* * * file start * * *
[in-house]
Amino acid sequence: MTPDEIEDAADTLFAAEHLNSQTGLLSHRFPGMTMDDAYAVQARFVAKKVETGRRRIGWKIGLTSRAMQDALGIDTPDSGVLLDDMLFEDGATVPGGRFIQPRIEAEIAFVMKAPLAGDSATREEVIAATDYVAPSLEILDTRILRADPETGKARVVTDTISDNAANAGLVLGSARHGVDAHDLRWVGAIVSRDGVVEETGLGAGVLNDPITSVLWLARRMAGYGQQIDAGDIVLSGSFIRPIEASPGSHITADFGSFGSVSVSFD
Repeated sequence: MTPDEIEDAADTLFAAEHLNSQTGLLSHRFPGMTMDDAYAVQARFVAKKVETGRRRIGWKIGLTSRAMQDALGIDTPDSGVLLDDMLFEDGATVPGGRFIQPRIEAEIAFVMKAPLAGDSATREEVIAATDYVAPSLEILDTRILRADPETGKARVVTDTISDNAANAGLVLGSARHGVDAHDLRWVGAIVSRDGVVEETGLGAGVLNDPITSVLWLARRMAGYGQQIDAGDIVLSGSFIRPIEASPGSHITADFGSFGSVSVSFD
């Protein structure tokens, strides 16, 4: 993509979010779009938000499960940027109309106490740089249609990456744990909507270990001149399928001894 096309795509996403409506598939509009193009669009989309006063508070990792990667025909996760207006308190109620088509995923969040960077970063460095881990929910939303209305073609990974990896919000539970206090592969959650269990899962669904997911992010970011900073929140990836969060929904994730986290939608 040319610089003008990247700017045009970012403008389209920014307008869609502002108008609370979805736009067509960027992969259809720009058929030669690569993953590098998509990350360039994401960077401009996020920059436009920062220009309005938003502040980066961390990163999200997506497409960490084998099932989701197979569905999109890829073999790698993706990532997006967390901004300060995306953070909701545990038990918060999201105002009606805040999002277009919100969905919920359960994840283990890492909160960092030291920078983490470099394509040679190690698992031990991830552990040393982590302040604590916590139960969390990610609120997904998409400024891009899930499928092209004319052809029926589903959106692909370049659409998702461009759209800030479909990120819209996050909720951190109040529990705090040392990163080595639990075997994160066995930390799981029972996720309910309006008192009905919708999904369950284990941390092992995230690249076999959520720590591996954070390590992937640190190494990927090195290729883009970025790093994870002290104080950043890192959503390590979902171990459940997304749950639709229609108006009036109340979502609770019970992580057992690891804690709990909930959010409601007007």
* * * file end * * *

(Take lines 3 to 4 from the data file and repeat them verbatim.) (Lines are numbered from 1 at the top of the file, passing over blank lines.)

Repeated sequence: MTPDEIEDAADTLFAAEHLNSQTGLLSHRFPGMTMDDAYAVQARFVAKKVETGRRRIGWKIGLTSRAMQDALGIDTPDSGVLLDDMLFEDGATVPGGRFIQPRIEAEIAFVMKAPLAGDSATREEVIAATDYVAPSLEILDTRILRADPETGKARVVTDTISDNAANAGLVLGSARHGVDAHDLRWVGAIVSRDGVVEETGLGAGVLNDPITSVLWLARRMAGYGQQIDAGDIVLSGSFIRPIEASPGSHITADFGSFGSVSVSFD
């Protein structure tokens, strides 16, 4: 993509979010779009938000499960940027109309106490740089249609990456744990909507270990001149399928001894 096309795509996403409506598939509009193009669009989309006063508070990792990667025909996760207006308190109620088509995923969040960077970063460095881990929910939303209305073609990974990896919000539970206090592969959650269990899962669904997911992010970011900073929140990836969060929904994730986290939608 040319610089003008990247700017045009970012403008389209920014307008869609502002108008609370979805736009067509960027992969259809720009058929030669690569993953590098998509990350360039994401960077401009996020920059436009920062220009309005938003502040980066961390990163999200997506497409960490084998099932989701197979569905999109890829073999790698993706990532997006967390901004300060995306953070909701545990038990918060999201105002009606805040999002277009919100969905919920359960994840283990890492909160960092030291920078983490470099394509040679190690698992031990991830552990040393982590302040604590916590139960969390990610609120997904998409400024891009899930499928092209004319052809029926589903959106692909370049659409998702461009759209800030479909990120819209996050909720951190109040529990705090040392990163080595639990075997994160066995930390799981029972996720309910309006008192009905919708999904369950284990941390092992995230690249076999959520720590591996954070390590992937640190190494990927090195290729883009970025790093994870002290104080950043890192959503390590979902171990459940997304749950639709229609108006009036109340979502609770019970992580057992690891804690709990909930959010409601007007």